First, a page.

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Stat attack!: Arnold Palmer Invitational review

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Are you surprised Adam Scott didn’t win the Arnold Palmer Invitational after shooting 62 in the first round and holding a three-stroke lead through 54 holes? You shouldn’t be. Prior to the start of the second round we Tweeted that none of the three players who shot 62 or better in the first round of a PGA Tour event this year would go on to win, (and only three of the 24 players since 2012 have done so).

Players shooting 62 or better in round one in 2013-14

 First-round score Player Tournament Finish
 60 J.J. Henry Shriners Las Vegas T-15
 61 Andres Romero Shriners Las Vegas MC
 62 Adam Scott Arnold Palmer Invitational 3
 62 George McNeill McGladrey Classic T-22

So if not Scott, would you have picked Matt Every (pictured above) to walk away as the API champion? You should have. The way Every has played this season, a victory was only a matter of time. He has improved in just about every statistic this season, has only missed one cut and entered the week with more top-10s on Tour than he had made through March in the previous three years combined. It’s reminiscent of what fellow Florida alum Billy Horschel did in 2013, when he made the cut in his first 12 starts of the year, culminating with his first career win in New Orleans.

Matt Every though Bay Hill: 2010-2014

 Year Starts Cuts Wins Top-10s Money rank FedEx rank
 2014 11 10 1 5 9 7
 2013 10 5 0 1 91 96
 2012 8 4 0 2 58 66
 2011 3 2 0 0 170 166
 2010 8 6 0 1 73 67

Like Horschel, Every’s improvement stems from a dramatic improvement in his scoring average, and is a direct result of better putting. A year ago, Every was 96th on Tour in scoring average at 71.02 strokes per round. He’s cut more than a stroke off that total this season, which can easily be found in his strokes gained-putting numbers.

Matt Every’s statistical improvement

 2014 (rank) Statistic 2013 (rank)
 60.00% (97) Driving accuracy 58.94% (123)
 69.64% (34) Greens in regulation 65.54% (83)
 +.950 (5) Strokes gained-putting -.098 (120)
 69.54 (3) Scoring average 71.02 (96)

Putting was the major difference between Every’s final-round 70 at the Arnold Palmer Invitational and Scott’s 76. On Sunday, Every made more than 120 feet worth of putts, converted five times from 10 feet or more and gained nearly four strokes on the field. He was nearly seven strokes better than Scott on the short grass.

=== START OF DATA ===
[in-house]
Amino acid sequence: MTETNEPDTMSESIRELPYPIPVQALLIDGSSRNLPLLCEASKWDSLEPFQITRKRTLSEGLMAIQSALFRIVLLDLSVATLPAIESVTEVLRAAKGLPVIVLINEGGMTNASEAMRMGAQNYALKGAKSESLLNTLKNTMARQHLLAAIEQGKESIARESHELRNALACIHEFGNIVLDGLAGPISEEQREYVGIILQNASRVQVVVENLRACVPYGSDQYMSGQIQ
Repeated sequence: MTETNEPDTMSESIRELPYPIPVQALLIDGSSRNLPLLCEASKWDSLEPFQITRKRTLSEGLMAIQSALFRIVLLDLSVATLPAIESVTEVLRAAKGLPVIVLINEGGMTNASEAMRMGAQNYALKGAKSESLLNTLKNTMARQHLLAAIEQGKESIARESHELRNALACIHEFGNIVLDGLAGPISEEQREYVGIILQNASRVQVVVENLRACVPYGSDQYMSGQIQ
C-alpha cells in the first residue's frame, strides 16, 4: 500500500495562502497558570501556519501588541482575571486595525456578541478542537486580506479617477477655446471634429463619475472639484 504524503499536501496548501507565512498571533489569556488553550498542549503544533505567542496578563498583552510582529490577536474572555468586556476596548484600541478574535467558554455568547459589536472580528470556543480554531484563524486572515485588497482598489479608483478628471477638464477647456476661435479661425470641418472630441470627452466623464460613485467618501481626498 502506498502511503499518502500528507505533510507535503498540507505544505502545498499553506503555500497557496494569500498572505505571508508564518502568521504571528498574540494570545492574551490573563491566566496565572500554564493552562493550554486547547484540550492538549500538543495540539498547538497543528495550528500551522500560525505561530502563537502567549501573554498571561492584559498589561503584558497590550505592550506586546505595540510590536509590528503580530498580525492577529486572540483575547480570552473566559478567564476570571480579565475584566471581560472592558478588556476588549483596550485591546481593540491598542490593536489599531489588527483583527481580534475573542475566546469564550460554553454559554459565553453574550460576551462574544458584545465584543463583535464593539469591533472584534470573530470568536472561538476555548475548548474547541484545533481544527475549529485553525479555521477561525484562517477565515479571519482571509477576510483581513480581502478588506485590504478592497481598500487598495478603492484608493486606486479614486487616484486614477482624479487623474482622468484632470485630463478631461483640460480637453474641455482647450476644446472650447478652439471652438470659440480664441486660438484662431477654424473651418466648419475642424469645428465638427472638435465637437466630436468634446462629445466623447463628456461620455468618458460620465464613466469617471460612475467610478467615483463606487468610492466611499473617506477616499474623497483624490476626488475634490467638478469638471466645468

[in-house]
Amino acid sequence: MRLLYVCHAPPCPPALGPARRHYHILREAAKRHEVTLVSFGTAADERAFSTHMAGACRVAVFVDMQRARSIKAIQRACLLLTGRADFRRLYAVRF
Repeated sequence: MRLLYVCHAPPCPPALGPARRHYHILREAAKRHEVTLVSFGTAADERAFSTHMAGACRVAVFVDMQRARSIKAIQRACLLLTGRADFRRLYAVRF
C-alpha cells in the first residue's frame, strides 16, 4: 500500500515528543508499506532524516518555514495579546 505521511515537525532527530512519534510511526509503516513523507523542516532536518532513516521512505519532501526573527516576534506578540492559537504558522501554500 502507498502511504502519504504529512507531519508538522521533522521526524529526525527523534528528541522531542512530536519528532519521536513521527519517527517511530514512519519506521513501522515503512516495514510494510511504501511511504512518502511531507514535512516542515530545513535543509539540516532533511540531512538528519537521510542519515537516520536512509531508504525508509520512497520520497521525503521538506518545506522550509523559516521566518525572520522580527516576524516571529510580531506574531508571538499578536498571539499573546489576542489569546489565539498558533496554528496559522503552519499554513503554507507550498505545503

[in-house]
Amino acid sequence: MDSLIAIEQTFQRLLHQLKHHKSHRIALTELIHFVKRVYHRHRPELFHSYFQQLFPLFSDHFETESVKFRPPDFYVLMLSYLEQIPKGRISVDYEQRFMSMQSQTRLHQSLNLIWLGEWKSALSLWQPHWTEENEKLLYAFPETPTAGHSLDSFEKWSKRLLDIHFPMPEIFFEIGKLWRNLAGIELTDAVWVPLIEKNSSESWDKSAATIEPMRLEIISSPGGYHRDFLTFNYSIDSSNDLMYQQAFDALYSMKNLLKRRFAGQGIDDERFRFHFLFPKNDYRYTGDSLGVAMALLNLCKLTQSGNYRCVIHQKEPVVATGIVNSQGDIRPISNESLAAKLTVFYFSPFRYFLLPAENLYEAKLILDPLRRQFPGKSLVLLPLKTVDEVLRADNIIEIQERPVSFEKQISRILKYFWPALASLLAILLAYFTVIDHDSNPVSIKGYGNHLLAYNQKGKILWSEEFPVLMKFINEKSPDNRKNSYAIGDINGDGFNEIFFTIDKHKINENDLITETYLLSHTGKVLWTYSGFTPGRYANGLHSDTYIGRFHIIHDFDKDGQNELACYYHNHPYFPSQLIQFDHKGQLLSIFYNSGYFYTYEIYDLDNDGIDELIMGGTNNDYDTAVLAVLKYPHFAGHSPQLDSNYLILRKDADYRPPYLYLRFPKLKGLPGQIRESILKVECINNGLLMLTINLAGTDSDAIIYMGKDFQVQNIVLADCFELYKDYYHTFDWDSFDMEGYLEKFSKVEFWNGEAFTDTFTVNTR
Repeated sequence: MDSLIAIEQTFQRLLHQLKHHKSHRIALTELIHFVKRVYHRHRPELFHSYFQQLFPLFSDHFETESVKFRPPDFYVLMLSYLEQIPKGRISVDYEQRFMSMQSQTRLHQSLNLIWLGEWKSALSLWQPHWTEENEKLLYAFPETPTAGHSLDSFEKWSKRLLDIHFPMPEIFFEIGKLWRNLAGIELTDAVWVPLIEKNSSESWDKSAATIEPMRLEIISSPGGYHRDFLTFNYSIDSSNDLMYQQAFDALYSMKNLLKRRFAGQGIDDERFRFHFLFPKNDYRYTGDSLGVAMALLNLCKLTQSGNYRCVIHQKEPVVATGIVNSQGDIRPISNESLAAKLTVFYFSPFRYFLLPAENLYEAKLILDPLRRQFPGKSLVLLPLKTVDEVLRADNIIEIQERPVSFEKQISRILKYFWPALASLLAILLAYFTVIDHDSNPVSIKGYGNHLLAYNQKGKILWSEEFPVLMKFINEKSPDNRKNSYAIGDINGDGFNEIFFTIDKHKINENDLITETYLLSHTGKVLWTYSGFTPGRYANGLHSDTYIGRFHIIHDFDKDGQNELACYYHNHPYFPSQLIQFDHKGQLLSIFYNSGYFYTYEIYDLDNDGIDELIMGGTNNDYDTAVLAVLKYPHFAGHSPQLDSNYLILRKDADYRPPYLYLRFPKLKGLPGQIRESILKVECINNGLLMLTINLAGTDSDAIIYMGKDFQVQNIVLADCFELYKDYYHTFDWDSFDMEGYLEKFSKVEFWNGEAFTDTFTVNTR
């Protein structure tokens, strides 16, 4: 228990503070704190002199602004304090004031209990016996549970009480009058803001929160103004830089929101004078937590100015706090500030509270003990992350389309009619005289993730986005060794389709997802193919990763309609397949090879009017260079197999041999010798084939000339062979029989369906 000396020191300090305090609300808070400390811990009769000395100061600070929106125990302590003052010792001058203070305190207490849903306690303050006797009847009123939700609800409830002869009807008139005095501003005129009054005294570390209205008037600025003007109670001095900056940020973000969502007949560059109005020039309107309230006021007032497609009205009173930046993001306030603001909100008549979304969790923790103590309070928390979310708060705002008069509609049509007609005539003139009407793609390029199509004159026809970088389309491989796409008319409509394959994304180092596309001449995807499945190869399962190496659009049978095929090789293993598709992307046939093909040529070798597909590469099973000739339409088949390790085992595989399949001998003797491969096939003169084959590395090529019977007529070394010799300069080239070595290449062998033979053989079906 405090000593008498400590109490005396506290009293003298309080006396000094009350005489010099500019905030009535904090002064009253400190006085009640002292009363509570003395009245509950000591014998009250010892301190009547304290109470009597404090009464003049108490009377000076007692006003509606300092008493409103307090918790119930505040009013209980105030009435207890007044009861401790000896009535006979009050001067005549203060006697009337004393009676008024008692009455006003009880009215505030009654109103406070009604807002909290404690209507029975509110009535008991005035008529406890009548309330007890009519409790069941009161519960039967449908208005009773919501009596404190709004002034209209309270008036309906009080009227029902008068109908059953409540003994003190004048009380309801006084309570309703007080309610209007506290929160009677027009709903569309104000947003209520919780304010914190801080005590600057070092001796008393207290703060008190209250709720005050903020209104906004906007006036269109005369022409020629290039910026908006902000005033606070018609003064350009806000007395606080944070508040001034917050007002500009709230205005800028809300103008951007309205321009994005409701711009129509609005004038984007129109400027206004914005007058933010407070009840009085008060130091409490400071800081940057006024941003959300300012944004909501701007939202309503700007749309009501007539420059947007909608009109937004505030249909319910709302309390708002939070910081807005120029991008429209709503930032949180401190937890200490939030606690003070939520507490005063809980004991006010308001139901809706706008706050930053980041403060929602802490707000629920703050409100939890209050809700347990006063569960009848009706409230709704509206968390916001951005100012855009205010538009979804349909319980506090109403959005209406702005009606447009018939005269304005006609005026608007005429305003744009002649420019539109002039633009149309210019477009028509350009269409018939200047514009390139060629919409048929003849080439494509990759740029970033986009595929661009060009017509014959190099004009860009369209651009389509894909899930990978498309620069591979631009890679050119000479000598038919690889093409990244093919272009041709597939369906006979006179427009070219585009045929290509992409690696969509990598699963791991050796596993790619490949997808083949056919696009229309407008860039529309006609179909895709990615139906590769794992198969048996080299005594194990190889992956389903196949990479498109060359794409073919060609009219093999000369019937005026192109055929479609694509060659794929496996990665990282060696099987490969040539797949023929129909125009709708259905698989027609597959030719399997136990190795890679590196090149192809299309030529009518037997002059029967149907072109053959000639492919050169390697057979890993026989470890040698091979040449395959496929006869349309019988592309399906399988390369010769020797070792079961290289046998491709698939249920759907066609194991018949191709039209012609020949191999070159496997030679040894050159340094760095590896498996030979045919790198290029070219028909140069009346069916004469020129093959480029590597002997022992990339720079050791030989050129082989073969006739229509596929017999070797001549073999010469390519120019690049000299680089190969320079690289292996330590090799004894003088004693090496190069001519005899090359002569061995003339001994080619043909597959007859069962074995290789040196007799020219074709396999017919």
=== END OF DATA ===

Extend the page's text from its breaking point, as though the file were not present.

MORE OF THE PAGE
Matt Every’s putting at the Arnold Palmer Invitational

 Round Putts Distance One-putts 10 foot + Strokes gained
 1 27 119 ft. 8 in. 9 3 +1.760
 2 30 61 ft. 5 in. 4 1 +0.486
 3 28 79 ft. 5 in. 8 1 +0.252
 4 27 121 ft. 10 in. 9 5 +.3.899

Adam Scott’s putting at the Arnold Palmer Invitational

 Round Putts Distance One-putts 10 foot + Strokes gained
 1 23 149 ft. 6 in. 9 4 +5.067
 2 29 97 ft. 2 in. 8 3 +1.432
 3 31 103 ft. 9 in. 6 3 -.0.018
 4 32 48 ft. 1 in. 5 1 -2.929

Scott did increase his Tour-best mark of consecutive cuts made to 31 (three better than the idle Jason Day), but Scott has nothing on a foursome of players who have made 10 or more starts in 2013-14 and have not missed a cut. Mayakoba Classic champion Harris English leads the way, making money in all 12 of his starts this year, including a T-14 at Bay Hill.

Players with no missed cuts in 10 or more starts in 2013-14 

 Starts Player Top-10s Top-25s Bay Hill finish
 12 Harris English 6 9 T-14
 11 Chris Kirk 2 5 T-60
 10 Kevin Stadler 2 4 DNP
 10 Bill Haas 1 2 DNP

 


English, Kirk and Stadler will join Matt Every in making their Masters debut at Augusta National in two weeks. No Masters rookie was won the major since Fuzzy Zoeller in 1979. We’re not saying any of them will win, but remember the comparison of Every to Horschel. Last year, in his first major after winning the Zurich Classic, Horschel was the 36-hole co-leader at the U.S. Open and finished T-4. Just food for thought.